Bure scored 58 that year too, you know. I'm sure he may have even known that Sean Burke played 7 games for the Panthers that year because he could still kind of see that his goalie was 6'5" from center ice :D

And as for the Oilers run, I think we would've had it in easier against Modano than Thornton, and the God's certainly spat on us in the SCF because that series should have been over with the cup in Edmonton in 5.

8/26/2007 3:35 pm  
Blogger Dennis said...

Maybe I'm wrong about this but it seems like 94 has murdered the Avs the last couple of years, and for some reason it seems like he does his best work in Col.

I'm taking Sakic high in my draft this year because A: he's either gonna get 94 as his linemate and they are gonna tear up everyone on sight or B: if they're on seperate lines, there's only one guy you can chose to check.

Anyway, cool thread Vic and if you get a chance, check something out for me. Two guys that went for cheap this past summer as FA's but looked to have real value to me were Scott Nichol and our old buddy Devereaux. To my eye it looked like they were playing stiff comp and coming out quite well in doing so and considering what they were making, it was some awesome work. Can you check that out for me if you get a chance?

8/27/2007 10:19 am  
Blogger Black Dog said...

Terrific thread.

Forgot Modano.

Riversq - I think Forsberg has lost a step but you would not get a huge argument from me if you were to argue the opposite - he can still play. His body has just fallen to pieces.

First season in the league (88-89) Quoteless Joe was 23-39 in 70 games. The following season he was 39-63 in 80. Also a -40. Its amazing how terrible this team was.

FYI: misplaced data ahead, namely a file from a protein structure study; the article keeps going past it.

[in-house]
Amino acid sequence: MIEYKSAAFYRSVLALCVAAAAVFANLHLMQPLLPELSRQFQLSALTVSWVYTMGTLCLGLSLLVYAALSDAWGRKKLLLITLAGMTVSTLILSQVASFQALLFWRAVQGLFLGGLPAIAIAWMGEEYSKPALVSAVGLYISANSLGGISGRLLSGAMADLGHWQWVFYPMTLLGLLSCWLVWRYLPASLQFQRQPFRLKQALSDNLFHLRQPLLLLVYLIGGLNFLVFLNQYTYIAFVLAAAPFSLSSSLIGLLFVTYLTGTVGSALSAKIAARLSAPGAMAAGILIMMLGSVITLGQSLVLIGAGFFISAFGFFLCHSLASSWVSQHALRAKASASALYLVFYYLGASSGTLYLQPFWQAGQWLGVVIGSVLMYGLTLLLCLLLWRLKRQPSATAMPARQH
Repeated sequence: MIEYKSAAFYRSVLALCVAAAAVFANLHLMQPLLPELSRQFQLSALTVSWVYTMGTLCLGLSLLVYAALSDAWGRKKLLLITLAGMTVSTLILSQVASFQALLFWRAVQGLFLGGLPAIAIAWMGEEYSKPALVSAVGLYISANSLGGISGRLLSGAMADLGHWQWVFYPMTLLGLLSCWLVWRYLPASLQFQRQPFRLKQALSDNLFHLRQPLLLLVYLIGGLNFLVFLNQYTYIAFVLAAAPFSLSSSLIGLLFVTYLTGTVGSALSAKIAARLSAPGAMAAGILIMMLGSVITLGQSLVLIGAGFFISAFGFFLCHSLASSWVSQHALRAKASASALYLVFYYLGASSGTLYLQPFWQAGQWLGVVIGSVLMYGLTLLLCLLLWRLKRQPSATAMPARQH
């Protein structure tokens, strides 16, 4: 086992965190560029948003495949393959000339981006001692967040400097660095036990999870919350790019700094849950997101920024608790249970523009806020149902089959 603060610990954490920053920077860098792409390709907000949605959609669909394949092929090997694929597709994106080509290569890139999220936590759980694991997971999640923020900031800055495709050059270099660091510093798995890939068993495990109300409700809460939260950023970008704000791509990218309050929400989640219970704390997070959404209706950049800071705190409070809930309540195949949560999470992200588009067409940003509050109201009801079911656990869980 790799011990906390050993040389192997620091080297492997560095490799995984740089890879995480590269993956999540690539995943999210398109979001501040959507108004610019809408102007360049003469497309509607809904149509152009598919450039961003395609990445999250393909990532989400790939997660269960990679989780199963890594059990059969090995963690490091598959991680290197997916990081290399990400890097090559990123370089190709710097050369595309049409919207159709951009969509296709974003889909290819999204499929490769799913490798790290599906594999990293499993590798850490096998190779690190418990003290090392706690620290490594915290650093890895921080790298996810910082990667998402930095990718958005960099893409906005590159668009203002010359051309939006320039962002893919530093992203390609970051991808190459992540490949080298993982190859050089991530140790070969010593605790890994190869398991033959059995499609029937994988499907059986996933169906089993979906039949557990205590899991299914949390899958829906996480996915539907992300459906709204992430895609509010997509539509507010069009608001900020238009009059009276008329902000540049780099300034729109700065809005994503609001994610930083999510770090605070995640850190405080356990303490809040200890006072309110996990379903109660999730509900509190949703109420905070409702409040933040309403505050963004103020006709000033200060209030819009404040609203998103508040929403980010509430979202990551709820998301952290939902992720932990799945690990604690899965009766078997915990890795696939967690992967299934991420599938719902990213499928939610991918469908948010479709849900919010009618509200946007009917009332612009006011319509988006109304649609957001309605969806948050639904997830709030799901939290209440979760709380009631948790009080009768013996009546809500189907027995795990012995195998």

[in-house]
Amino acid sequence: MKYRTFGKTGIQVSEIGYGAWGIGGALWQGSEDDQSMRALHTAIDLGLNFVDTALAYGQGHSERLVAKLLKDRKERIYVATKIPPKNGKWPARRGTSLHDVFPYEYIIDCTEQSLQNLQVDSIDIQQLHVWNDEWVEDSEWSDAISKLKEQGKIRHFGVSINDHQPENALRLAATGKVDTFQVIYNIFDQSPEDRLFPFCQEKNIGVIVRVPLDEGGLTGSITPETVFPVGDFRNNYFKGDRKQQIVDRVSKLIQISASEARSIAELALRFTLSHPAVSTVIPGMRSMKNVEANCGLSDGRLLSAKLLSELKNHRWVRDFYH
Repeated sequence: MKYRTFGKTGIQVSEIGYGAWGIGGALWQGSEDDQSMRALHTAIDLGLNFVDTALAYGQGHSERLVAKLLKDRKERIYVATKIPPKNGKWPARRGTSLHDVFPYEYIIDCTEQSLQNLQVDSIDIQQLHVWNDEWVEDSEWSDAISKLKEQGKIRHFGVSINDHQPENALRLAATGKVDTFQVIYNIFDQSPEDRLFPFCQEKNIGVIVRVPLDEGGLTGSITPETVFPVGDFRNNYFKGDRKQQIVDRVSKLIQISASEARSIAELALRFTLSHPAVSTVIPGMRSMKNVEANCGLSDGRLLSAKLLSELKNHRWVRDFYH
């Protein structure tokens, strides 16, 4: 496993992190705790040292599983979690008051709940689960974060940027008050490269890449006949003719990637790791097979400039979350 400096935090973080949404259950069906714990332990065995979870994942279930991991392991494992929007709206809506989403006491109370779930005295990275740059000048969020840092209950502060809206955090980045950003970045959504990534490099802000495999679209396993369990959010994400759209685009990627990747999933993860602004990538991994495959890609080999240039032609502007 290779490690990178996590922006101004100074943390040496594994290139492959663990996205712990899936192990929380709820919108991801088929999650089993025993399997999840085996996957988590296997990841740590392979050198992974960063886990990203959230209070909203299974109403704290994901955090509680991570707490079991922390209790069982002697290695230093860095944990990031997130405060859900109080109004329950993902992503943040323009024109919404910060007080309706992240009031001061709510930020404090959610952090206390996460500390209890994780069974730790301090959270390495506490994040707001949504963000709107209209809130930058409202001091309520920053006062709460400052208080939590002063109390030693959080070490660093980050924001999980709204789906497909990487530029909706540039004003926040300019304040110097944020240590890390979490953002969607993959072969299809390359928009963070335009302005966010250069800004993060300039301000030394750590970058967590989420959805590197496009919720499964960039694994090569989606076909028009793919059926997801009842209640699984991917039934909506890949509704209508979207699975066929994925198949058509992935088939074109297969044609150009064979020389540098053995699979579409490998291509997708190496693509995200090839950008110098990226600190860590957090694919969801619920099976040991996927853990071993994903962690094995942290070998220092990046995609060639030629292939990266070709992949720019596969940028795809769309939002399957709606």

Last season 36-64 in 82 games.

His sixth season with 100 plus points.

Wow.

So we're looking at nearly twenty years where this guy has been doing some good work in the NHL. Who the else can say that?

8/27/2007 10:30 am  
Blogger Vic Ferrari said...

Good thread.

PDO:
I don't know about Jagr. I mean he's better now, but even at that, as much as he dominates he's not a good choice to play against good comp (though in fairness to him he played more against Crosby than any other Ranger iirc) ... partly because he dominates lesser opp, partly because he takes chances with the puck that he really shouldn't sometimes. Partly because he cheats terribly when he's the weak side winger, he's never the first guy back, the next time he ends a shift by getting the puck in deep (as opposed to trying to beat one more guy) ... well that will be a while yet. And if he's cherrypicked for 40 seconds and is still fresh ... well he'll just stay out for the next shift, he's Jaromir F. N. Jagr after all.

Contrast that with a guy like Crosby ... Staal is blossoming behind Sidney (still just 19, Jesus) and I think that he'd be struggling if he played on Jagr's team, and he'd be struggling mightily if not for the fact that Shanahan is a wonderful player and Lundqvist is terrific.

The guys you picked: Hasek and Forsberg in their primes, they moved the game lines more than anyone with an injury (can't say on 80s Gretzky or 70s Orr) ... so you've picked guys that are hard to argue against.

Maybe the memories of him against the Oielrs is colouring my opinion, in fact that's likely. Still, to my mind Modano was the best for a couple of years in there at the turn of the millenium.

8/30/2007 7:58 pm  
Blogger Vic Ferrari said...

Dennis:

I like Nichol too, I remember when he played for CHI just before the lockout, he shouldered a lot of the load there, tough guy to play against. Just checked hockeydb.com and Nichol is 32 years old, wow!, I thought he was a bunch younger than that.

I just checked using timeonice.com Dennis. I'll take a check for him if get a chance later. Looks like NHL.com isn't posting the 06/07 sked and game numbers now though.

I'd be surprised if they had to use him a bunch for tough assignments on that Nashville team though.

I haven't checked Deveraux either, though I noticed on the icetime sheets that he was playing Kovalchuk minutes in a game vs Atlanta near the end of the year. With Stajan I think.

I'll try to get up some sort of searching tool for head-to-head matchup game numbers up at some point.

8/30/2007 8:11 pm